Amelia Berube, Jordan Cady, Samantha Latos
Harriet Beecher Stowe (1811-1896), was born in Litchfield Connecticut to Reverend Lyman Beecher and Roxanna Foote Beecher. She was one of seven children born to her parents. The family moved from their New England home to Cincinnati, Ohio in 1832, since their father was made president of the Lane Theological Seminary. Stowe married her husband Calvin Ellis Stowe in 1836, having met him at the seminary her father presided over.
Having one day crossed the river with friends to the Kentucky side of the river, Stowe was met with a violent scene. She had never experienced slavery prior to that day. Passing by a slave auction, Stowe witnessed a mother being forced from her child. This incident touched her and later inspired the character of Eliza in Uncle Tom’s Cabin.
Otherwise, Stowe led a happy life with her husband, bearing a large family of seven children. However, in 1849, one of her sons passed away from cholera. A year later, the family moved to Maine, leaving the rest of the Beecher family in Ohio. It was in Maine that she began writing Uncle Tom’s Cabin. Many say this was in response to the Fugitive Slave Act, which was created that same year (Vonfrank).
Uncle Tom’s Cabin enlightened many people, and showed them the inhumane aspect of slavery. She sold 300,000 copies within the first year of its publication (Vonfrank). This novel explores the cruelties of slavery in the South, while shedding light on the human failures on all sides of the slave trade. Her characters were relatable, and many readers felt empathetic, and identified with them. Stowe accomplished this through her use of language. For one thing, Stowe brings morals into question time and time again through the use of Christianity. Many of the characters in Uncle Tom’s Cabin are Christian, especially the slaves. In the novel, it is noted that this characteristic increases the value of a slave because it was believed that this showed a moral integrity. There are other humanizing aspects to the black characters of the novel. Eliza and George have built a life together. Early on, Eliza runs away to protect her only child from a slaver who wishes to take him and sell him. There is a strong family connection here. This goes on to humanize the black characters of the novel. At other moments in the text, Stowe alludes to the features of Eliza and family. They are all of mulatto lineage, meaning a mixture of black and white.Through this and the aspects of Christianity and family, Stowe was able to appeal more to the white apologists, abolitionists, and others who were ignorant of the truths of slavery. She gave slaves a sense of humanity and relatability that was not there before, or at least not as clearly stated. Stowe also alludes to the law that is prevalent in Kentucky at the time. This of course refers to the laws about slavery and the treatment of the slaves. Overall, Stowe humanized the black slaves in her novel, while degrading the white, Christian reader, as if to make them feel guilt for not taking action. There are several points in the novel where she speaks directly to the reader, using phrases such as “If it were your Harry, mother, or your Willie.. —how fast could you walk?” and calling them out for their lack of action in abolishing slavery (Chapter 7).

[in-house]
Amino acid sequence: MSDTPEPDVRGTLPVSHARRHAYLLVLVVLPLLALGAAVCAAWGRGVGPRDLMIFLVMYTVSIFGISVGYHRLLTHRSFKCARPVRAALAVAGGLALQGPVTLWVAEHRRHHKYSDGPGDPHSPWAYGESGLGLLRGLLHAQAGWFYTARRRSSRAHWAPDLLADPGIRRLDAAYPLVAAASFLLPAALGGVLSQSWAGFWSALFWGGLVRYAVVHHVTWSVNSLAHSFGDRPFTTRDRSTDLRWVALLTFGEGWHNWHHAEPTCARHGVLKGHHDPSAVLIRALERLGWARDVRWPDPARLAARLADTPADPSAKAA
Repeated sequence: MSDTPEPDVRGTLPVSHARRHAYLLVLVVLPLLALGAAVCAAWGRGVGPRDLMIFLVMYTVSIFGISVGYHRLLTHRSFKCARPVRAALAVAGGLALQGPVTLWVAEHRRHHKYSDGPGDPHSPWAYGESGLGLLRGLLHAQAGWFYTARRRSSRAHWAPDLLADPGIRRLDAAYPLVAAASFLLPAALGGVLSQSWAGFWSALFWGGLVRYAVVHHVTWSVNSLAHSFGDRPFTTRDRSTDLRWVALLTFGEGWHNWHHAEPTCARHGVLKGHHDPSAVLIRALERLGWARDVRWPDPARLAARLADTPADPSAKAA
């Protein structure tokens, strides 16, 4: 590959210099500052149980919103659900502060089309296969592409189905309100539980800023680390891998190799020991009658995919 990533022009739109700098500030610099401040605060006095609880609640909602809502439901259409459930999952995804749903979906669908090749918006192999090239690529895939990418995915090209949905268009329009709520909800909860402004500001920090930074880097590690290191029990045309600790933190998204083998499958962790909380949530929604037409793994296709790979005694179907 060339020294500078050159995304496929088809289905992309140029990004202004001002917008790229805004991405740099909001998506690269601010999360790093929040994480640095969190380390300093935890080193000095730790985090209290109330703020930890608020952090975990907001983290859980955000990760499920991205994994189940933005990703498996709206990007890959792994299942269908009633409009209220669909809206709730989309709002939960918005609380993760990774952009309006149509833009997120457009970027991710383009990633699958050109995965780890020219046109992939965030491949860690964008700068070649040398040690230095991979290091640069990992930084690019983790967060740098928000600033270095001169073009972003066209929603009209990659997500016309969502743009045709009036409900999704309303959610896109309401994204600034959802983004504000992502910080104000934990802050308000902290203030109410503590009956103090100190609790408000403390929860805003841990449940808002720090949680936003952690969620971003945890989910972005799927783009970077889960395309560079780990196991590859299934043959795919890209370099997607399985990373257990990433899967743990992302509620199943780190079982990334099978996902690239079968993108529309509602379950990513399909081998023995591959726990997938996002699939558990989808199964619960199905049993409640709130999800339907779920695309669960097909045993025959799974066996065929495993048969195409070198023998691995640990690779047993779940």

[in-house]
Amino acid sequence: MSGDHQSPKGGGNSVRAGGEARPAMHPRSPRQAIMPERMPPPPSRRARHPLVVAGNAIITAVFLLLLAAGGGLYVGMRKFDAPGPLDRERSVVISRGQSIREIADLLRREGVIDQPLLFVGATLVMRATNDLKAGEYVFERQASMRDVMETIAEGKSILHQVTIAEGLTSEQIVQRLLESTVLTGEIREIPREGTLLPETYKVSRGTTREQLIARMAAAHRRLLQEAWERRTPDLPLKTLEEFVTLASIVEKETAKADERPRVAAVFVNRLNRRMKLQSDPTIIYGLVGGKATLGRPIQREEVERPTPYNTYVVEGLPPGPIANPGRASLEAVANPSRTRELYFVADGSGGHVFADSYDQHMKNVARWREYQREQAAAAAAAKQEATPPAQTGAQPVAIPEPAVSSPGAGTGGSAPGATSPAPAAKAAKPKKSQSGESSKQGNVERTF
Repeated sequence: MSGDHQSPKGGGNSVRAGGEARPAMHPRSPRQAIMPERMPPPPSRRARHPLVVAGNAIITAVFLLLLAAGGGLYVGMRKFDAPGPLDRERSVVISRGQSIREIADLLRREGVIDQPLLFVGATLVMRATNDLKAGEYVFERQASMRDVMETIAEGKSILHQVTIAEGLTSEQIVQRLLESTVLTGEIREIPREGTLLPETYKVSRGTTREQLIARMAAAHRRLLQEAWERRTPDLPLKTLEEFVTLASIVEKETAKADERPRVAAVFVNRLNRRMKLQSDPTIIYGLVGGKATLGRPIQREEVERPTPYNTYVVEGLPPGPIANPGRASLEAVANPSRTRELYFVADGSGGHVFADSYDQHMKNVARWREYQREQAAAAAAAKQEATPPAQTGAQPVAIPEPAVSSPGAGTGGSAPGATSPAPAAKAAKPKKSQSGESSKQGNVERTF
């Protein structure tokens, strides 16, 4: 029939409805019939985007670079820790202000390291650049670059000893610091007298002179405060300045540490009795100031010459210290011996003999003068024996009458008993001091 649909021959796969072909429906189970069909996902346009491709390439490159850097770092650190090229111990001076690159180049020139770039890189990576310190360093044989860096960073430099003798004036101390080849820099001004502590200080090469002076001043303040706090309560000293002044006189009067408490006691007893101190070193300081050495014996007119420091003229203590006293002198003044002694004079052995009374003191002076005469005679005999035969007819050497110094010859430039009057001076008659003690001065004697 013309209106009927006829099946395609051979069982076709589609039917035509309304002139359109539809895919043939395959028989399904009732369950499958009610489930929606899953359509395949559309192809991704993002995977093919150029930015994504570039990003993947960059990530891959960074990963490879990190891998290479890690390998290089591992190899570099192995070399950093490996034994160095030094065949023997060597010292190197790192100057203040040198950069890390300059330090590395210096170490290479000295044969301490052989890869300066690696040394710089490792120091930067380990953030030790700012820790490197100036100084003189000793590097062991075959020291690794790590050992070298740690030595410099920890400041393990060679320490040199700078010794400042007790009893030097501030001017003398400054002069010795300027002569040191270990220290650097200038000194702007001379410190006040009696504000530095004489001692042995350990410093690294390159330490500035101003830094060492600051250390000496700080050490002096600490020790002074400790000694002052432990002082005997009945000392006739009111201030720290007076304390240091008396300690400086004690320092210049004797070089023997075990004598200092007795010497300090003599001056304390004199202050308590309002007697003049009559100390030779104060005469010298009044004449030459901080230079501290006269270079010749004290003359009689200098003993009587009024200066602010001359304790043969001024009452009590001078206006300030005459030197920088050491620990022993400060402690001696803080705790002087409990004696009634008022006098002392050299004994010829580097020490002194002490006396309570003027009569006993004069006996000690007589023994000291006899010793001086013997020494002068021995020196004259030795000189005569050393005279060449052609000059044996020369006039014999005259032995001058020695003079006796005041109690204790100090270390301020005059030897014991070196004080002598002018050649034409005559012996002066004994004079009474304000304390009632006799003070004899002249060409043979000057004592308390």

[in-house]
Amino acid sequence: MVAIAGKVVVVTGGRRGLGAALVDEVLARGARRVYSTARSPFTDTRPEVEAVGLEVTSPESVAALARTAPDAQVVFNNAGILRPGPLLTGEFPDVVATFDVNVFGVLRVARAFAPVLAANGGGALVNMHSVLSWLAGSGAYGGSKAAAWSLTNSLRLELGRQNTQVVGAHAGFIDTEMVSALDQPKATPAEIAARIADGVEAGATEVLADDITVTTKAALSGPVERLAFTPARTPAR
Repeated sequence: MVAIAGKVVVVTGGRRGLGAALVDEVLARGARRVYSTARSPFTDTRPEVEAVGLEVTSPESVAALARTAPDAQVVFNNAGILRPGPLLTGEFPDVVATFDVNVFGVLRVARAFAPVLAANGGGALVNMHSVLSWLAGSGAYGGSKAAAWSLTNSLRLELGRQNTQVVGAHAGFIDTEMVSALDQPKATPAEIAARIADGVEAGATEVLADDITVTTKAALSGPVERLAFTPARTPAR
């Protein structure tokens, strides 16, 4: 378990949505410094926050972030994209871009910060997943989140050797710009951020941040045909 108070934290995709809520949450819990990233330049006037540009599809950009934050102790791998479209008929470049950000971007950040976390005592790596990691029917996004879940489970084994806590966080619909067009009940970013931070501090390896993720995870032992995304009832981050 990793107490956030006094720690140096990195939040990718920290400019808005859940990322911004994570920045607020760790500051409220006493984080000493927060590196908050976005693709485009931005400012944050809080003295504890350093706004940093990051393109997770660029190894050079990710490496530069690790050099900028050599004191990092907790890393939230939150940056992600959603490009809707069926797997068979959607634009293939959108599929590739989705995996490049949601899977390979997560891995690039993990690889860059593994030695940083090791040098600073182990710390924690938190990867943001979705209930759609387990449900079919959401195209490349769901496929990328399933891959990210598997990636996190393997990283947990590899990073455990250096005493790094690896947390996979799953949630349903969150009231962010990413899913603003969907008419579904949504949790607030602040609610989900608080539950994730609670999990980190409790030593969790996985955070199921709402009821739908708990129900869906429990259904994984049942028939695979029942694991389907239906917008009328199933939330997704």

Stowe met President Abraham Lincoln in 1862, two years after he first became President. Upon meeting her, he supposedly said, “So you’re the little woman who wrote the book that started this great war.” No one knows for sure if he said that or not, but there is reason to believe that he did. Stowe is known for being an early American abolitionist as well as an author. She was undoubtedly against slavery, and advocated for racial equality. A statue depicting their first greeting can be found in downtown Hartford Riverwalk Statue Park, Connecticut.
Surpassing her husband by ten years, Harriet Beecher Stowe died comfortably in her home in July 1896. She was surrounded by her family, and she was 85 years old. She published over 30 books during her lifetime, becoming quite the prolific writer. The most popular books are Uncle Tom’s Cabin (1852), Dred: A Tale Of The Great Dismal Swamp (1856), The Minister’s Wooing (1859), and Palmetto Leaves (1873). The other books are not as popular as Uncle Tom’s Cabin because they lacked emotionally relateable characters such as Eliza or Uncle Tom. None of her other novels had as much pull. In the end, Stowe will always be known for her provocative anti-slavery novel, that is said to have moved a country to war with itself.
Vonfrank, Albert J. “Harriet Beecher Stowe.” History.com, http://www.history.com/topics/harriet-beecher-stowe.